Strand-wise and bait-assisted assembly of nearly-full rrn operons applied to assess species engraftment after faecal microbiota transplantationPublication
Date: 11th September 2020 | Source: bioRxiv
Effective methodologies to accurately identify members of the gut microbiota at the species and strain levels are necessary to unveiling more specific and detailed host-microbe interactions and associations with health and disease.
MinION™ MkIb nanopore-based device and the R9.5 flowcell chemistry were used to sequence and assemble dozens of rrn regions (16S-ITS-23S) derived from the most prevalent bacterial species in the human gut microbiota. As a method proof-of-concept to disclose further strain-level variation, we performed a complementary analysis in a subset of samples derived from an faecal microbiota transplantation (FMT) trial aiming amelioration of glucose and lipid metabolism in overweight subjects with metabolic syndrome.
The resulting updated rrn database, the data processing pipeline, and the precise control of covariates (sequencing run, sex, age, BMI, donor) were pivotal to accurately estimate the changes in gut microbial species abundance in the recipients after FMT. Furthermore, the rrn methodology described here demonstrated the ability to detect strain-level variation, critical to evaluate the transference of bacteria from donors to recipients as a consequence of the FMT. At this regard, we showed that our FMT trial successfully induced donors’ strain engraftment of e.g. Parabacteroides merdae species in recipients by mapping and assessing their associated single nucleotide variants (SNV).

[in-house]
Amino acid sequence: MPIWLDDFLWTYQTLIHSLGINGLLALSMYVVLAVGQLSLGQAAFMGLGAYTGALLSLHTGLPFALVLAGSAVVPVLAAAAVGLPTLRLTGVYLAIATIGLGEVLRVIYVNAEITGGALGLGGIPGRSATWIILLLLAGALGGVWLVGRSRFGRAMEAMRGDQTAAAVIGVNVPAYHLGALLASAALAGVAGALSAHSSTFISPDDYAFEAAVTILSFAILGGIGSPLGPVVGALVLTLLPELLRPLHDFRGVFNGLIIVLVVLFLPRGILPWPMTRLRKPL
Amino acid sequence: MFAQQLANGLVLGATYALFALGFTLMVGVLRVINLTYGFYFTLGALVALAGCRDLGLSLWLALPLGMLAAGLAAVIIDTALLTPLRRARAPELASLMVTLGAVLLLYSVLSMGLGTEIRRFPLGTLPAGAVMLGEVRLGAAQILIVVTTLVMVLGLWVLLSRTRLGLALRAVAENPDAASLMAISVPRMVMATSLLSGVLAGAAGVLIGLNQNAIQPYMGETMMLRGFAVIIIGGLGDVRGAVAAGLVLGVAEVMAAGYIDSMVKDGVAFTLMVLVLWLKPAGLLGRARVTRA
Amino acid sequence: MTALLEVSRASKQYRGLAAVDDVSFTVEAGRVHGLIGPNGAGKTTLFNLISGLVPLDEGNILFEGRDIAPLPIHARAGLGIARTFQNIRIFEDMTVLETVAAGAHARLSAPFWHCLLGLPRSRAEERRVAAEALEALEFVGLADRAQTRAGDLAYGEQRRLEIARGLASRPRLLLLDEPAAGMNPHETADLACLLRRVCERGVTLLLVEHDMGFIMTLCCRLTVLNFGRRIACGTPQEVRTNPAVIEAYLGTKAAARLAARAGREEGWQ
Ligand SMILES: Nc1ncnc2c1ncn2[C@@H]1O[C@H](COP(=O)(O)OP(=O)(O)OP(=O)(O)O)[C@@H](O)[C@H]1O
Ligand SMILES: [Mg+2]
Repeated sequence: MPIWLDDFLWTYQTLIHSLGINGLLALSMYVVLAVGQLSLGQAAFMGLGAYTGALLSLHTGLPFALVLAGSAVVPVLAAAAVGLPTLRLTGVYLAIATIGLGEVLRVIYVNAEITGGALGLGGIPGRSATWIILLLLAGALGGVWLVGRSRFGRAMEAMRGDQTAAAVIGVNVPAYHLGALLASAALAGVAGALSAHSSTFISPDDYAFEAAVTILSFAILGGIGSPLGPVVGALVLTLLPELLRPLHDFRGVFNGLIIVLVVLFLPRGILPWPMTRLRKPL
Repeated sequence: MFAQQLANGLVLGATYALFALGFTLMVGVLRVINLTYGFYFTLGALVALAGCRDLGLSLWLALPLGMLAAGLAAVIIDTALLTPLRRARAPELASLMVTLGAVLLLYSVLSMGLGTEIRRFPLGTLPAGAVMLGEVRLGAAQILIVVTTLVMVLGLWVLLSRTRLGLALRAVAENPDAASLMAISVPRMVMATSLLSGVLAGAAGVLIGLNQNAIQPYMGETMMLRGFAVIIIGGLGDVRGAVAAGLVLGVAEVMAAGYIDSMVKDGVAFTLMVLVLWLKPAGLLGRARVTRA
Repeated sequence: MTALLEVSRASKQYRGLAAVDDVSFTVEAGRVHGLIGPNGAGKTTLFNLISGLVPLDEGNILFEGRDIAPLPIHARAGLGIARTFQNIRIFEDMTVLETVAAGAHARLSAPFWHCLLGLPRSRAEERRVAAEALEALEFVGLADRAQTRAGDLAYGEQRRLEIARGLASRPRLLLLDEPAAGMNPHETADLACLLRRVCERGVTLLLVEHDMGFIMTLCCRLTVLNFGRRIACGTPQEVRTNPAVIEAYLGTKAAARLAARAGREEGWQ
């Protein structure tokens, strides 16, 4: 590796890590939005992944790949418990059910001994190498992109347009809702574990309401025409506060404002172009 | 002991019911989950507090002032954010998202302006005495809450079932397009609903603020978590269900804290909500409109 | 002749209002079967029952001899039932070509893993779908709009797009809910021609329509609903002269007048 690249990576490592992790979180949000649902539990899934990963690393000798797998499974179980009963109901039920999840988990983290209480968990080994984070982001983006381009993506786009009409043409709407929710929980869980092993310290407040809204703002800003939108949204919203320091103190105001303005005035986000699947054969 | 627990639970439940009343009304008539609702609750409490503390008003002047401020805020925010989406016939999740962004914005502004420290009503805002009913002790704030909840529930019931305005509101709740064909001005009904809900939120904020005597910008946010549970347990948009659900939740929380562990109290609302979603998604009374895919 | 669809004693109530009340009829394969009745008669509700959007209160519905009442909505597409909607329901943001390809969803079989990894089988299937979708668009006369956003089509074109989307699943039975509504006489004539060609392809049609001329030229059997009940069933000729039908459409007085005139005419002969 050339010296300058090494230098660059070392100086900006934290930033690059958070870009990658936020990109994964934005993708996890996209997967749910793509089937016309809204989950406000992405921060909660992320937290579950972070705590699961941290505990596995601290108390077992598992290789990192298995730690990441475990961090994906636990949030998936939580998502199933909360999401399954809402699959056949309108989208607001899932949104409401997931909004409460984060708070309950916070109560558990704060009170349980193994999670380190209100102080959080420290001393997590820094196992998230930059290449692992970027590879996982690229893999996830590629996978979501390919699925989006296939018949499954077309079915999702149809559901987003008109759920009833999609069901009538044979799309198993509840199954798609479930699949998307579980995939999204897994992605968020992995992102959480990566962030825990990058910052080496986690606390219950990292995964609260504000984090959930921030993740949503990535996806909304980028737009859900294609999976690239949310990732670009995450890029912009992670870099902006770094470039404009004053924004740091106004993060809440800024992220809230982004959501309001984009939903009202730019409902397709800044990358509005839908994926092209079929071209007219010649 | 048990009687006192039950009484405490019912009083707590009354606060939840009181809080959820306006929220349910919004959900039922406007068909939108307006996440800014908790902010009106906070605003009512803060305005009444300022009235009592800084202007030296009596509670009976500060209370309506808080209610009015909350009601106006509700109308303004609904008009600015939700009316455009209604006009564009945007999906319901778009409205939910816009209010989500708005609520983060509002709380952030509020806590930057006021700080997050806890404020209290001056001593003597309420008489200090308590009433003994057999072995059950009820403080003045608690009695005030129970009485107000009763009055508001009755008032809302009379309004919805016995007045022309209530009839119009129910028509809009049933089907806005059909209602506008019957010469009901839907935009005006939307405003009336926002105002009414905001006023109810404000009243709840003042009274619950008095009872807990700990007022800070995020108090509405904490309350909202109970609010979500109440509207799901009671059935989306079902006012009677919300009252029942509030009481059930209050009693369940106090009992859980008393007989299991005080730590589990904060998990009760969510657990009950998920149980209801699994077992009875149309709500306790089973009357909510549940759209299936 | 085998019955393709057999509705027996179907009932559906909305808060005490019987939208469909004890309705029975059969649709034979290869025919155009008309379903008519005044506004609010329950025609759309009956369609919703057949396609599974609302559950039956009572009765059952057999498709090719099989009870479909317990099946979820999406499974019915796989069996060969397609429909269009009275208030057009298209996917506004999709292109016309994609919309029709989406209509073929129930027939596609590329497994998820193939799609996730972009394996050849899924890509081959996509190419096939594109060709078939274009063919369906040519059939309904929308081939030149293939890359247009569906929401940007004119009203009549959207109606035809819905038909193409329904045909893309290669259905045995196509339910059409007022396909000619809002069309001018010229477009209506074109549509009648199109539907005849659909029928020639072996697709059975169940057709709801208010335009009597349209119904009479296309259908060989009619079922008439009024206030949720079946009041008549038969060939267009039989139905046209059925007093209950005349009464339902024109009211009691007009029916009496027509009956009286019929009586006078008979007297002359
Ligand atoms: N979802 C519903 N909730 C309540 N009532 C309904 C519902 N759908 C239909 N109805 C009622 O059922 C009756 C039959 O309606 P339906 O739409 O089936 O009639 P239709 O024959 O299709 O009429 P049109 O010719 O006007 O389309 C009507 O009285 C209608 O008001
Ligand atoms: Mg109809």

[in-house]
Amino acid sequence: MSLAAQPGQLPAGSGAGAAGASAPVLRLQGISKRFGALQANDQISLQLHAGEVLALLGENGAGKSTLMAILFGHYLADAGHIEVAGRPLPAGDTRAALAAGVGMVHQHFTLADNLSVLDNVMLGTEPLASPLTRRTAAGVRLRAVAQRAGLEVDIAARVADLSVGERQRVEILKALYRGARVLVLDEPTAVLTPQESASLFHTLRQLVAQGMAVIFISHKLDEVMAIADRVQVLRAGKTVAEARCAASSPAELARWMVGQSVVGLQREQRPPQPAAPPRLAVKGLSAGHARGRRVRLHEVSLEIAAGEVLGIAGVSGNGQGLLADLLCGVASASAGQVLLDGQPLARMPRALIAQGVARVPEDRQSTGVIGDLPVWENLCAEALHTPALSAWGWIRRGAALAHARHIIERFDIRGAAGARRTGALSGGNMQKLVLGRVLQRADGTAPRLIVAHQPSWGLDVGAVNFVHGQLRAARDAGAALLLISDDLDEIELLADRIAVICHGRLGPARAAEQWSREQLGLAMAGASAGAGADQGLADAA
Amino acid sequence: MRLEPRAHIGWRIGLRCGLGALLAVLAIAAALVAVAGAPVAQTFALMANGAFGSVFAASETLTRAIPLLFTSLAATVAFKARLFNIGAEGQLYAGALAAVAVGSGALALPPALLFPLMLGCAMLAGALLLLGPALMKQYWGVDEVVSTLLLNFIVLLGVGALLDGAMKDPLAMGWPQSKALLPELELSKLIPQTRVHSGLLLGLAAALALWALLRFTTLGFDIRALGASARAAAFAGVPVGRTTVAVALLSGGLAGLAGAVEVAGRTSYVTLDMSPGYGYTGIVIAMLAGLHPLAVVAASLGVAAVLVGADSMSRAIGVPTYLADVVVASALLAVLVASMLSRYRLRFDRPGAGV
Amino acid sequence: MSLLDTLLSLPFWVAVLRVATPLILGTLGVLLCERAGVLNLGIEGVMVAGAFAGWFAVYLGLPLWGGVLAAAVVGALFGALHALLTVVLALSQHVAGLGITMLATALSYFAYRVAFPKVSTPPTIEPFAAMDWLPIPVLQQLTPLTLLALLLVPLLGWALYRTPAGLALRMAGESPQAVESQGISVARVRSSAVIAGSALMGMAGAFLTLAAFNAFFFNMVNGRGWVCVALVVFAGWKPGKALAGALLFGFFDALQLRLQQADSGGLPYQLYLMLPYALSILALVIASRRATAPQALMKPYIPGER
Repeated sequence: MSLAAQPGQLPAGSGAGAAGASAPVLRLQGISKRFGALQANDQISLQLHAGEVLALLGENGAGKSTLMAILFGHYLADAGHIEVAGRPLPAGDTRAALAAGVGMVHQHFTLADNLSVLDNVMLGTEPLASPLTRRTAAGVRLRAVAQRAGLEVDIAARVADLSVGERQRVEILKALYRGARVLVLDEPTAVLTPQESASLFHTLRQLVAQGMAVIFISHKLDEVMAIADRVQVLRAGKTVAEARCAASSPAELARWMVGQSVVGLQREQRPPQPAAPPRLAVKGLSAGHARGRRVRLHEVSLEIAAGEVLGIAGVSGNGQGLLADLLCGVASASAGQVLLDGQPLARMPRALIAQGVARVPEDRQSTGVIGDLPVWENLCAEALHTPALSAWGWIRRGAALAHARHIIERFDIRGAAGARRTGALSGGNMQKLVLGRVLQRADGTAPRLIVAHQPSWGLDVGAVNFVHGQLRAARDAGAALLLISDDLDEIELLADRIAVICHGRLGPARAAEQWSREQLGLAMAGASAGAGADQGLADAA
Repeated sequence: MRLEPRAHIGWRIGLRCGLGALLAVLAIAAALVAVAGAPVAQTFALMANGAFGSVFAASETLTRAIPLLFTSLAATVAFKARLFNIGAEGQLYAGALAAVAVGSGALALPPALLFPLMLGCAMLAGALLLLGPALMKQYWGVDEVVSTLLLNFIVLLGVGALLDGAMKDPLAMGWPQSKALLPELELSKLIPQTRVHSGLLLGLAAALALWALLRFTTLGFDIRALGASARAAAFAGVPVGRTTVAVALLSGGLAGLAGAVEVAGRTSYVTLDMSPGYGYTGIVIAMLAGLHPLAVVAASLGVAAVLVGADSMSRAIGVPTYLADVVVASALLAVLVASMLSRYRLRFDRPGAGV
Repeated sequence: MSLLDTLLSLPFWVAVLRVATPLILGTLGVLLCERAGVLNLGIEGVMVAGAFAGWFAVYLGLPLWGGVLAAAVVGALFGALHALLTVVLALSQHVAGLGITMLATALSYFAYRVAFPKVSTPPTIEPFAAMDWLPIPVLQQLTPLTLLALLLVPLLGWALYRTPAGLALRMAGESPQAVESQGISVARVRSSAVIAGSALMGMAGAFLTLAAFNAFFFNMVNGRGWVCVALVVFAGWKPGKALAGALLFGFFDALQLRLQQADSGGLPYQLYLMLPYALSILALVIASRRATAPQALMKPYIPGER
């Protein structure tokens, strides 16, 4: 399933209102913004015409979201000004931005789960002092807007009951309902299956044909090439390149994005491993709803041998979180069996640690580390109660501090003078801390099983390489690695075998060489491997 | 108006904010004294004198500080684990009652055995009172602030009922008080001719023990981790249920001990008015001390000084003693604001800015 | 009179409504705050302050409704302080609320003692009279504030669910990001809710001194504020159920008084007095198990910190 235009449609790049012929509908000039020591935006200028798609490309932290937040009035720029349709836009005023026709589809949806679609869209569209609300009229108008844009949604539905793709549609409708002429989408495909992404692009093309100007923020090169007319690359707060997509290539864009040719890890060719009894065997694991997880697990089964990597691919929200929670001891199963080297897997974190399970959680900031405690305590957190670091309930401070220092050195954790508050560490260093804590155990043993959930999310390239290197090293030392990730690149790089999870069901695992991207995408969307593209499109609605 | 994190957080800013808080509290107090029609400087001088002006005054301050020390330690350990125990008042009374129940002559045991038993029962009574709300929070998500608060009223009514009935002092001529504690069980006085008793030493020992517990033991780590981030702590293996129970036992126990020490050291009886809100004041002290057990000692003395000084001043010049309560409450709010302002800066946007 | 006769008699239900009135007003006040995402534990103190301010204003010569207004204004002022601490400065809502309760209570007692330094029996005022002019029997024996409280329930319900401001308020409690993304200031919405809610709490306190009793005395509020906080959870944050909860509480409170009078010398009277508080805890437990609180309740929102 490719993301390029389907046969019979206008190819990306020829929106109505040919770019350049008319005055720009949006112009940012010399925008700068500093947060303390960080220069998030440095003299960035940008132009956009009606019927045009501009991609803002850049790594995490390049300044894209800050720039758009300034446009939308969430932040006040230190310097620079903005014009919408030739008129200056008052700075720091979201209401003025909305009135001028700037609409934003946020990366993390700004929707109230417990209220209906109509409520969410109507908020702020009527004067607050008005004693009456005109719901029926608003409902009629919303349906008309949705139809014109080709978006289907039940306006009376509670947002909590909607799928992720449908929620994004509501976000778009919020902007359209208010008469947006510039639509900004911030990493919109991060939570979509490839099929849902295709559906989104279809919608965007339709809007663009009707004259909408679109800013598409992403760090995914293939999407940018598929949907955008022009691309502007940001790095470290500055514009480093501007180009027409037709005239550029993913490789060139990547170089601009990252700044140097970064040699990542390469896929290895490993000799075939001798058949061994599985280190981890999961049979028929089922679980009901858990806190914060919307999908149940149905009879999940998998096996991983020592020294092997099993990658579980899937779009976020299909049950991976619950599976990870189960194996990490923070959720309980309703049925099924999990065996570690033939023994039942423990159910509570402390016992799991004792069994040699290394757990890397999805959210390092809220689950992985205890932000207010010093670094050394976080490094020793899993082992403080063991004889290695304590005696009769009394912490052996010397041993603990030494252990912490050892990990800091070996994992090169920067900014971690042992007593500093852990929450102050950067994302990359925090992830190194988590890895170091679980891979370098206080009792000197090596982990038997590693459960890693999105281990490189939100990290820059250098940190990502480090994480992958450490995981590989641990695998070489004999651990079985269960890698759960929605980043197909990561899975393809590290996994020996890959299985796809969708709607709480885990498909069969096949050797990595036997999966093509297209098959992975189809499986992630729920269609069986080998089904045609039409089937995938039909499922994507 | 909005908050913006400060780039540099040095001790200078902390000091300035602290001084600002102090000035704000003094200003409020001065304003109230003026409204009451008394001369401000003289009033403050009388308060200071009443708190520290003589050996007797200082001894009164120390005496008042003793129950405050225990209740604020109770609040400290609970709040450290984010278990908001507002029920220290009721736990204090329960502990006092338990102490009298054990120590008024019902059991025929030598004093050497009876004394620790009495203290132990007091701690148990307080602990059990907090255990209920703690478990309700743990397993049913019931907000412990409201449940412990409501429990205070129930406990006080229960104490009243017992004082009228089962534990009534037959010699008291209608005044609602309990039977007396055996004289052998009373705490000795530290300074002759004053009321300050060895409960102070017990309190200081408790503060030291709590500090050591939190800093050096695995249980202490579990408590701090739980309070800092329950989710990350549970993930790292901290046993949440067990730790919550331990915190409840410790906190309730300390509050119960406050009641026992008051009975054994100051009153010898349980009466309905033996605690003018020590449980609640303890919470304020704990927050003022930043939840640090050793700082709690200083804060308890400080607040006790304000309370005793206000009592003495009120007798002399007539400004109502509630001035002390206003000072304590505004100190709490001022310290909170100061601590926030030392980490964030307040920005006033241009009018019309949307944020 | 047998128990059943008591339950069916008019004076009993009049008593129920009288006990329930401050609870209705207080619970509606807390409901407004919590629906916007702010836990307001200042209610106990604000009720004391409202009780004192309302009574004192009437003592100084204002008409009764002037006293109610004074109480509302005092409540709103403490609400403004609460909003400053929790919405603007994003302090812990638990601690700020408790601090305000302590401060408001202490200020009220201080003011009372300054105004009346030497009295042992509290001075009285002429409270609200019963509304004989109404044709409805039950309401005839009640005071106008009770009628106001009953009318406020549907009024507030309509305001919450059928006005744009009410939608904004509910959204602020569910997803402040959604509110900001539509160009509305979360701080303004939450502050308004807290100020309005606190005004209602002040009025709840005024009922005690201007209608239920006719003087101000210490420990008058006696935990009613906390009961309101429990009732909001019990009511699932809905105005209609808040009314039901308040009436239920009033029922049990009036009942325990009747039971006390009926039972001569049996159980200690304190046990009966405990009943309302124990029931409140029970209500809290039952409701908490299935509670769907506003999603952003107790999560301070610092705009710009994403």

We developed a methodology that enables the identification of microbiota at species- and strain-level in a cost-effective manner. Despite its error-prone nature and its modest per-base accuracy, the nanopore data showed to have enough quality to estimate single-nucleotide variation. This methodology and data analysis represents a cost-effective manner to trace genetic variability needed for better understanding the health effects of the human microbiome.
Trial registration The study was prospectively registered at the Dutch Trial registry - NTR4488 (https://www.trialregister.nl/trial/4488).